Happy Halloween 2014

Boo! From all of us here at MSAA, we’d like to wish the multiple sclerosis community a safe, happy, and fun-filled Halloween!

By Johnny Martin ecdl (Own work) [CC-BY-SA-3.0 (http://creativecommons.org/licenses/by-sa/3.0)], via Wikimedia Commons

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Feeling SAD: Seasonal Affective Disorder

rsz_young_woman_cryingIt is commonly known that MS can impact mood and can cause an increased risk for developing depression and anxiety which MSAA detailed in the Winter/Spring 2014 issue of The Motivator. However, you may be unfamiliar with another condition – Seasonal Affective Disorder (SAD) – which may be something to pay attention to as the seasons change.

SAD is a type of depression which is hallmarked by its “seasonality” generally beginning in the fall and lasting through the winter months. SAD typically tends to creep up as the daylight hours get shorter and the weather gets cooler and the impacts on mood may become more severe as the season goes on.  Like other forms of depression, individuals who experience SAD may experience low energy (fatigue), may lose enjoyment in activities they once enjoyed, may experience changes in eating or sleeping habits, may have persistent sad or depressed thoughts, and may even think of engaging in self-harm. As with other forms of depression, individuals with SAD may benefit from the use of medications and/or talk therapy to help address this issue. One major difference with teasing out SAD from other forms of depression is that individuals with SAD may also benefit from using “phototherapy” or specialized light therapy; a person may even be assigned a specific amount time in their day to sit under the specialized light or lamp to help improve their symptoms.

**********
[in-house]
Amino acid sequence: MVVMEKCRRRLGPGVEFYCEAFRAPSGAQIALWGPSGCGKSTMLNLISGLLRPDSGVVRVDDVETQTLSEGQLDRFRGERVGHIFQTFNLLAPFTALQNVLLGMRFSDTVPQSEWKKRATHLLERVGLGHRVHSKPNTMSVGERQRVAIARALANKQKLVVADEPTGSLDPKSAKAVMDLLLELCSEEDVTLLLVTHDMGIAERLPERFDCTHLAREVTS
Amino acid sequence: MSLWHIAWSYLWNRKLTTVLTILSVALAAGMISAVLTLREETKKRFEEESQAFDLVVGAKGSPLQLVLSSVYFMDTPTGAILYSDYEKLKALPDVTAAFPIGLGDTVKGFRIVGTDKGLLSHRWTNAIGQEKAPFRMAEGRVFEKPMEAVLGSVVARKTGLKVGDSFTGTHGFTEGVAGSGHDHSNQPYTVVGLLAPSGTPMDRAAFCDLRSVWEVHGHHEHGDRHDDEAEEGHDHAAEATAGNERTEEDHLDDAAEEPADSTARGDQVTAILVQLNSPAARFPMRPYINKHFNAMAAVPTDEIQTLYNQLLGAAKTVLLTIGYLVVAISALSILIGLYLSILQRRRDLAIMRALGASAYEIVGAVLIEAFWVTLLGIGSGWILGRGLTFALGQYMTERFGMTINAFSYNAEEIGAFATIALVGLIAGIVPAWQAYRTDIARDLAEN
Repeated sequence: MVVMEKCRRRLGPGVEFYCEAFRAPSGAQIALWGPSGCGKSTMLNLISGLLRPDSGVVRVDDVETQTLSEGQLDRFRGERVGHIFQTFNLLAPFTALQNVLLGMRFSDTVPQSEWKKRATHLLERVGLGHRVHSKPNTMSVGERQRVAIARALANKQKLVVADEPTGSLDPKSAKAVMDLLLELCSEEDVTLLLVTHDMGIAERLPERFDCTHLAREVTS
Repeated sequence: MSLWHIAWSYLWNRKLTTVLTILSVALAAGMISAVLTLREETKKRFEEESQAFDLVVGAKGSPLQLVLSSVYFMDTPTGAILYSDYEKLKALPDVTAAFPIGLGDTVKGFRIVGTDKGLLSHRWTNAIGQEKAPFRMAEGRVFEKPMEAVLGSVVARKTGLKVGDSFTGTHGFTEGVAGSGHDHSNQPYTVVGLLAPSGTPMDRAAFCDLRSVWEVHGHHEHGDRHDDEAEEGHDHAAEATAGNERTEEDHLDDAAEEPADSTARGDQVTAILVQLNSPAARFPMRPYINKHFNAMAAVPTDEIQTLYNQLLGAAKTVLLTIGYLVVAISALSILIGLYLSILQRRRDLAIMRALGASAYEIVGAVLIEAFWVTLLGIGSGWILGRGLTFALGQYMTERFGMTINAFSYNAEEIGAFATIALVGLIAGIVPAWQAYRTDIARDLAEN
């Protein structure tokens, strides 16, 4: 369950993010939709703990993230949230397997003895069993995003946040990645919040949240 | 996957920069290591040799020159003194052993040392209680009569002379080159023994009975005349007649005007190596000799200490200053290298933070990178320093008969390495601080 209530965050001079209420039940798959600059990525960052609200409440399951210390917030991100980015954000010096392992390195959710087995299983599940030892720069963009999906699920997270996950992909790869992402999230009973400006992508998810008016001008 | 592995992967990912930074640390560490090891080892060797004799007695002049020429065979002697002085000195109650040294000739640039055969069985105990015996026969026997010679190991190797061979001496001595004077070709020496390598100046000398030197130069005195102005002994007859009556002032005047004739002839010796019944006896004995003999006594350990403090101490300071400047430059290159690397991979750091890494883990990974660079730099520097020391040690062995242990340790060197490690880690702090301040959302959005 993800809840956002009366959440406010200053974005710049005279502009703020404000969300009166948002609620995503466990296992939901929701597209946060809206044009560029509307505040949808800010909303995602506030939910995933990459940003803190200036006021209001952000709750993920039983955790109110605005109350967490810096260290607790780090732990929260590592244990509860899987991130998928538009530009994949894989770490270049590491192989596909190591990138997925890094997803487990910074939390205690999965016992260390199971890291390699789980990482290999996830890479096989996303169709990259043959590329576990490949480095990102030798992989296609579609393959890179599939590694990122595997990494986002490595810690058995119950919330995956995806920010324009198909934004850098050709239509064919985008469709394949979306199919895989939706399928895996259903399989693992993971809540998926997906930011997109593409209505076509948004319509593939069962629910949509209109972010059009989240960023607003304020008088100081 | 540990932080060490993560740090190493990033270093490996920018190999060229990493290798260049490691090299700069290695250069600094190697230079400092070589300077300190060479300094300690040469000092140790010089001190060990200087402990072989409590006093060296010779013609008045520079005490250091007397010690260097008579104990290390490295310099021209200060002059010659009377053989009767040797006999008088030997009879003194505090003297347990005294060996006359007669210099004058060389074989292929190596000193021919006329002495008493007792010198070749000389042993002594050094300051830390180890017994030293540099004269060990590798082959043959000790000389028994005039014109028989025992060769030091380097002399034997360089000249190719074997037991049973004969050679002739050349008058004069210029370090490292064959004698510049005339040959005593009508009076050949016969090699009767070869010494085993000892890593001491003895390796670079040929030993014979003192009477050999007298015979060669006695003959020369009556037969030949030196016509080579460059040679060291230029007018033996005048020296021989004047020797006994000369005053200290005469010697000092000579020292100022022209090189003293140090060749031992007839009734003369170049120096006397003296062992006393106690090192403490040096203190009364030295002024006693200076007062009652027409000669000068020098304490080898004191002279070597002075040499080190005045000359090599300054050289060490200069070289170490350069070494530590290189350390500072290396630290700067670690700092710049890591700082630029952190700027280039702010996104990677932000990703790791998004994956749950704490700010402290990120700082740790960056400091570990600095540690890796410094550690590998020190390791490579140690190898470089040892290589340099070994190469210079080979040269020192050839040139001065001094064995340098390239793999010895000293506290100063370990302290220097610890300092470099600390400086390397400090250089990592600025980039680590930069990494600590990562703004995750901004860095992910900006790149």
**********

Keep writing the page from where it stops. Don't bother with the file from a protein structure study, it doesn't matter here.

If you have noticed that the fall and winter seasons tend to impact your mood, or if you have noticed a lower overall mood, please discuss the issue with your treating physician…sometimes just shedding some “light” on a situation can make a world of difference.

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Looking Back to Move Forward

rsz_couple_with_two_young_children_and_dog_running_in_park

Subtle hints of fall have spread throughout the northeast – the falling leaves, cooler nights, pumpkins, and mums popping up in local stores. While summer is slowly on its way out, it is bitter sweet to reminisce about the times had. This summer we talked about ways to beat the heat, many of which involved remaining indoors, or doing activities in cool public places. Regardless of where you made your memories, it is important to keep those happy memories alive and present to take with you into the fall.

Journaling about an event or encounter that makes you smile will bring you back to that moment and hopefully increase your mood. You can look back at those journal entries and remember the good times that were had. Also having pictures or souvenirs from a trip or event can help to bring you back to that moment. Try taking a moment to close your eyes and remember how you felt at that time.

When times are hard or you are having difficult feelings about a situation, take a moment to re-focus your thoughts on one of those happier moments. Re-focusing your thoughts can help momentarily take your mind off of a certain problem or situation and better prepare you for dealing with the task at hand.

When looking back on those happy moments, focus on the feelings or emotions that were created in you at that time. Allow yourself to re-live that moment and take a deep breath.